Over time, having this dysbiosis in your gut microbiome will eventually lead to a leaky gut. As I discussed earlier, when your gut is leaky, food particles, toxins, and microbes escape the gut and enter your bloodstream. Your immune system detects them as foreign invaders and attacks them, causing inflammation. This process is called molecular mimicry. 2

It’s a cycle that works like this: Altered gut microbiome or dysbiosis → leaky gut → food, toxins, and infections into bloodstream →  immune system attacks the body due to molecular mimicry →  autoimmune disease.

Signs you have a dysbiotic gut include:

  • Fatigue
  • Frequent gas
  • Weight gain
  • Sugar cravings
  • Leaky gut
  • Constipation
  • Food sensitivities

To heal a dysbiotic gut, I recommend using collagen bone broth, a high-quality probiotic to support a healthy balance of gut bacteria, and Leaky Gut Revive® to support gut cell regeneration and heal your leaky gut. I also recommend eating a low-FODMAP diet and avoiding sugar, processed foods, and alcohol. 

4. Autoimmune Gut

The biggest culprit behind this gut type is food sensitivities — especially gluten and dairy. 

If you have this gut type, you likely have more than one food sensitivity that is caused by the long-term use of antibiotics.3

Antibiotics have one job: kill bacteria and stop them from multiplying. However, this simple task is what leads to a disruption in your gut microbiome. Antibiotics cannot tell the difference between good bacteria and bad bacteria. When antibiotics enter your system and kill off bacteria seemingly at random, your balance of good and bad bacteria can be thrown out of whack. 

Your gut microbiome is its own ecosystem, a biological community of interacting organisms that live in harmony with one another. I like to think of the gut microbiome as a rainforest with many different species living together. Too few or too many microorganisms can cause an array of issues in your gut such as leaky gut, SIBO, or Candida overgrowth, which are precursors to autoimmune disease.

Signs of an autoimmune gut include:

  • Skin problems
  • Autoimmune disease
  • Allergies
  • Weakened immune system

The best way to reverse an autoimmune gut is to try a 30-day elimination diet to determine if you have food sensitivities. An elimination diet involves removing toxic foods such as sugar, alcohol, caffeine, artificial sweeteners, processed foods, and GMOs. The second part is removing inflammatory foods such as gluten, dairy, soy, nightshades, citrus, and legumes. After the 30 days, you reintroduce these foods (except gluten and dairy) one by one while monitoring your body’s reactions and symptoms to identify which foods you are sensitive to.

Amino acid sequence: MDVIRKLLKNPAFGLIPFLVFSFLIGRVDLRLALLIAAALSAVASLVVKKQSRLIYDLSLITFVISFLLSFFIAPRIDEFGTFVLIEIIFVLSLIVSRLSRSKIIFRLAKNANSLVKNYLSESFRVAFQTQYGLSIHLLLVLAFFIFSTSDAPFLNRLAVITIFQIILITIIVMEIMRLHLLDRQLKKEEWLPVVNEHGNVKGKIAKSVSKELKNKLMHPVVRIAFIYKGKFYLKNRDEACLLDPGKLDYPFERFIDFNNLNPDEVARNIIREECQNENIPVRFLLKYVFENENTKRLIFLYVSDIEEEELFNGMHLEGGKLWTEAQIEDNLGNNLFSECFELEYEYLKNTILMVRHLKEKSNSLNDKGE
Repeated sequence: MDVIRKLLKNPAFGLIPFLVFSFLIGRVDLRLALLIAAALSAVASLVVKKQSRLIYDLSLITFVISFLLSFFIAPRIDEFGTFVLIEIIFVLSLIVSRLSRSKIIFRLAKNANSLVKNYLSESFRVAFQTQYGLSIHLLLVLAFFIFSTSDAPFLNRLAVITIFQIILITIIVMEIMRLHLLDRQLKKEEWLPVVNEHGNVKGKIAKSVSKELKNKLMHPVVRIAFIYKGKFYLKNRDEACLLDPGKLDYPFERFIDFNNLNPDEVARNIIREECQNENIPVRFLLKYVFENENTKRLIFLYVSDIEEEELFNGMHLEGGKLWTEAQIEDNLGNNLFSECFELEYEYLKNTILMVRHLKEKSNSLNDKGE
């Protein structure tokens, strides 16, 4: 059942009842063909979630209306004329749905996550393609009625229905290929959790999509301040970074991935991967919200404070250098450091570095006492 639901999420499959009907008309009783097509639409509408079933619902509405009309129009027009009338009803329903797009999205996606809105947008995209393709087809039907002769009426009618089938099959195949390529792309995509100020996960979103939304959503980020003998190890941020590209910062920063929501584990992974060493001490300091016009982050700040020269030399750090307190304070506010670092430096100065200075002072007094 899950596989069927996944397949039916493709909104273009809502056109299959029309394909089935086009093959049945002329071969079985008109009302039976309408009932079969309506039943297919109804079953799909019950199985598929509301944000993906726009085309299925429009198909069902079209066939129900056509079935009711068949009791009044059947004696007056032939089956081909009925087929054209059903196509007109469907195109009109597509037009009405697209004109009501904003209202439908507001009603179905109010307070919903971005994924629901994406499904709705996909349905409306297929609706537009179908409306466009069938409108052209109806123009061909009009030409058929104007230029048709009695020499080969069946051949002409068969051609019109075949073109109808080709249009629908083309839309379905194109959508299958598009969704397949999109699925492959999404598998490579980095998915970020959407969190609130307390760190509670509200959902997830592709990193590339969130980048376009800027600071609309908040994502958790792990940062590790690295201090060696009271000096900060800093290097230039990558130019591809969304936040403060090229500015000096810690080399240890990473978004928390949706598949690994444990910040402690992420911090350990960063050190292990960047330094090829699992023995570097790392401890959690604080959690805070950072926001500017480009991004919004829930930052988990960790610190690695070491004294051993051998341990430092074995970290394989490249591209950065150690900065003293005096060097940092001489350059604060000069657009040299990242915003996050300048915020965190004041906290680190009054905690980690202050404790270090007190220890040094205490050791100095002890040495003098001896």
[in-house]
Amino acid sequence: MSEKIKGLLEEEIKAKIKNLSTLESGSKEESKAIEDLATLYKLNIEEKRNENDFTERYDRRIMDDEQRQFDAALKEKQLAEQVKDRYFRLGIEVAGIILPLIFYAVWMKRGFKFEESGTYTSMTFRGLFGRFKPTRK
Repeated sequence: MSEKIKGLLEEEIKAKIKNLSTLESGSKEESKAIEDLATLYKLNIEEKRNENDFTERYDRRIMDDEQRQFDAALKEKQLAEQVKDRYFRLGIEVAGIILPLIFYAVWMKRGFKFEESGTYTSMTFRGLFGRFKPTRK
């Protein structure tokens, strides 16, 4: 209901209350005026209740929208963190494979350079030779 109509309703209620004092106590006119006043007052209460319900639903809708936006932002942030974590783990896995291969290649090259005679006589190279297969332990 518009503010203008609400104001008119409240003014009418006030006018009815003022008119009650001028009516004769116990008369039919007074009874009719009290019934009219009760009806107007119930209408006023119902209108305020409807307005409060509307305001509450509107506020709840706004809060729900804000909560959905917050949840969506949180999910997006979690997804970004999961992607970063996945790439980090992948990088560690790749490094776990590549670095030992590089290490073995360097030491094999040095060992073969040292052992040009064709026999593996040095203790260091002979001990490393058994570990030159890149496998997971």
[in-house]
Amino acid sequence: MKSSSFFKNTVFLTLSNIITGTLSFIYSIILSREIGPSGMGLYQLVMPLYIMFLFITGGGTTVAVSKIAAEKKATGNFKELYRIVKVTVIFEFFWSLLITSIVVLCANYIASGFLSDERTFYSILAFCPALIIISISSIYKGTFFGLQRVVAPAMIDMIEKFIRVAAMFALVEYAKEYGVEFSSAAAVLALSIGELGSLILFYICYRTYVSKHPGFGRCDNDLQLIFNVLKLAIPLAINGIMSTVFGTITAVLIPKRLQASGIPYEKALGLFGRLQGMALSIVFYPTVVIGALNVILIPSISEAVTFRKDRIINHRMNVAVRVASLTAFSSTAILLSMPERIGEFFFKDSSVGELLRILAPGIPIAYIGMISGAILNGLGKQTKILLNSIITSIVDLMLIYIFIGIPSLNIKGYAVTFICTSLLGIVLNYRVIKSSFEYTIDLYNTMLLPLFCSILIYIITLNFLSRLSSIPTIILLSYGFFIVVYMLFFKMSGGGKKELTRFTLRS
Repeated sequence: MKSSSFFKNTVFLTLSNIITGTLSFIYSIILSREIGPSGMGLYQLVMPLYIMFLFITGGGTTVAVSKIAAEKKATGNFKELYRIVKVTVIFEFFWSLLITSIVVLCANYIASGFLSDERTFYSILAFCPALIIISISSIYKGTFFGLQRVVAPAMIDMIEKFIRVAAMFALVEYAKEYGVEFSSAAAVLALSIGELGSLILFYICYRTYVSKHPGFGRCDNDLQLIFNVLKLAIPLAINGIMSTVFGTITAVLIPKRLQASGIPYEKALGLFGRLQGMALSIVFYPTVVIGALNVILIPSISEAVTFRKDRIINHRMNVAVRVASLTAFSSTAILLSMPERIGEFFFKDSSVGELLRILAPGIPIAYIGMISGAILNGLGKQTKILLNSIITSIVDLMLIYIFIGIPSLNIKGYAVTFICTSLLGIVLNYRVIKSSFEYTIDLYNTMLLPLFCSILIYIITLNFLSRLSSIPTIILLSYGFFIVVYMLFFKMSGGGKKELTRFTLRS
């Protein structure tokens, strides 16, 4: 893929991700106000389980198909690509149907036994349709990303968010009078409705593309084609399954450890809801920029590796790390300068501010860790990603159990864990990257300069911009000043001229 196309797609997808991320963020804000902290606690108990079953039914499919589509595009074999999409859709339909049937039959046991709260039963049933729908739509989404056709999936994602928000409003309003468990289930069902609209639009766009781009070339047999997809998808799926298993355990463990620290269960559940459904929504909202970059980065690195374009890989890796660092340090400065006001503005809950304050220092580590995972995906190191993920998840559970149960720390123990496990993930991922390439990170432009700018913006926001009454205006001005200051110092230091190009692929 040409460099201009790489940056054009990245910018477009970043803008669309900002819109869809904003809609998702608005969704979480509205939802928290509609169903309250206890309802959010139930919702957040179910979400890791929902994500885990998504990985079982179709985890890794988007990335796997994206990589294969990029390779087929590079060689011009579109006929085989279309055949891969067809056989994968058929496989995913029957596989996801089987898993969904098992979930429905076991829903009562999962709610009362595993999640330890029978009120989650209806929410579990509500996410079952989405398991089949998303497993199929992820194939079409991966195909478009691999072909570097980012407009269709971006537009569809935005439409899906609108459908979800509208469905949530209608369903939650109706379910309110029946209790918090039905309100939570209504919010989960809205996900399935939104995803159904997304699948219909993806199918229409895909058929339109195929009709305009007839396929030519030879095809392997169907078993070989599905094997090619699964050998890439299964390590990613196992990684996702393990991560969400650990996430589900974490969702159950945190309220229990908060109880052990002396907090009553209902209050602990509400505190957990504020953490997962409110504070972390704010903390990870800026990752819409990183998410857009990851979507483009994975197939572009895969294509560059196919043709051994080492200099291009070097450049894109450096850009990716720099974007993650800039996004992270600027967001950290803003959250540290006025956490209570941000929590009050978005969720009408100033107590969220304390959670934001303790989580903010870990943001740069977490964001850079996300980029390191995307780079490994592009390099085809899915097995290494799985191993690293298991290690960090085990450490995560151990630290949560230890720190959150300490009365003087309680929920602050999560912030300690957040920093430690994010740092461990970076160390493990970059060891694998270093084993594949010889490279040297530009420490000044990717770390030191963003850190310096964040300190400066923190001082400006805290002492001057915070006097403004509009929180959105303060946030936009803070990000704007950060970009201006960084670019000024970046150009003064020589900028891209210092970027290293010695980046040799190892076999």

5. Gastric Gut

If you have a gastric gut, your lower esophageal sphincter (LES), located at the entrance of your stomach, is not closing properly and allowing stomach acid to enter the esophagus. This causes heartburn, bloating and frequent gas. 

Gastric gut is commonly a result of eating too fast or poor digestion. Other factors that lead to a gastric gut include obesity, pregnancy, smoking, eating large meals late at night, fatty foods, alcohol use, and the use of NSAIDs.

Signs you have a gastric gut include:

  • Gas
  • Bloating
  • Acid reflux
  • Feeling full after meals
  • Feeling hungry shortly after eating

To reverse this gut type, I recommend taking digestive enzymes to support optimal digestion and nutrient absorption. Certain foods can trigger acid reflux such as citrus fruits, nightshade vegetables, and fatty foods, so you should avoid those foods if you think you have a gastric gut. 

Now that you understand different gut types, I’m going to tell you about my proven method I’ve used with thousands of patients to heal your gut – The Myers Way®. 

Heal Your Gut with The Myers Way®

Conventional medicine seeks a diagnosis and medicates symptoms, however fails to get to the root cause of the symptoms and the disease. This is why, many years ago, I created The Myers Way®. 

The Myers Way® is an approach that rests on 4 pillars, each of which has been tested through extensive research and has seen amazing results with thousands of patients over my own years of practice as a physician. It all begins with healing your gut. In functional medicine, we use the 4R approach to repair your gut.  

1. Remove the Bad

The goal is to get rid of things that negatively affect the environment of the GI tract such as inflammatory foods, infections, and gastric irritants like alcohol, caffeine or drugs.  

Inflammatory foods such as gluten, dairy, corn, soy, eggs and sugar can lead to food sensitivities. I recommend The Myers Way® and IgG food sensitivity testing to determine if any foods are a problem for you. 

2. Restore what is Missing

While you’re following a 30-day elimination diet, it’s important to add the essential ingredients for proper digestion and absorption that may have been depleted by diet, medications (such as antacid medications), diseases or aging. This includes digestive enzymes, hydrochloric acid and bile acids that are required for proper digestion.

3. Reinoculate Beneficial Bacteria

Restoring beneficial bacteria to re-establish a healthy balance of good and bad bacteria is critical. This may be accomplished by taking a high-quality probiotic that contains beneficial bacteria such as bifidobacteria and lactobacillus species. I recommend anywhere from 20 to 100 billion units a day.  

4. Repair Your Gut

Providing the nutrients necessary to help the gut repair itself is essential. My most comprehensive weapon against leaky gut is Leaky Gut Revive®, which contains powerful gut-repairing ingredients L-glutamine, aloe, deglycyrrhizinated licorice, arabinogalactan, slippery elm and marshmallow root. 

With these ingredients, Leaky Gut Revive® nourishes and soothes your gut cells, restores your gut’s natural mucosal lining, and maximizes gut-mending fatty acid production. Another one of my favorites is a high-quality collagen powder rich in amino acids that quite literally, “seals the leaks” in your gut by repairing damaged cells and building new tissue. Other key nutrients include zinc, omega 3 fish oils, vitamin A, C, E as well as herbs such as slippery elm and aloe vera.

Understanding your gut type is the first step in taking control of your health. The empowering part is that you can heal your gut regardless of your gut type using the 4R approach and obtain optimal health. Remember, your gut type is not permanent. 

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Article Sources

  1. Toxins From the Gut. Joseph Pizzorno. Integrative Medicine, vol. 13. 2014.
  2. Molecular Mimicry as a Mechanism of Autoimmune Disease. Matthew F. Cusick, Jane E. Libbey, and Robert S. Fujinami . Clinical Reviews in Allergy & Immunology, vol. 42. 2012.
  3. Antibiotic overuse might be why so many people have allergies. Avery August. The Conversation. 2015.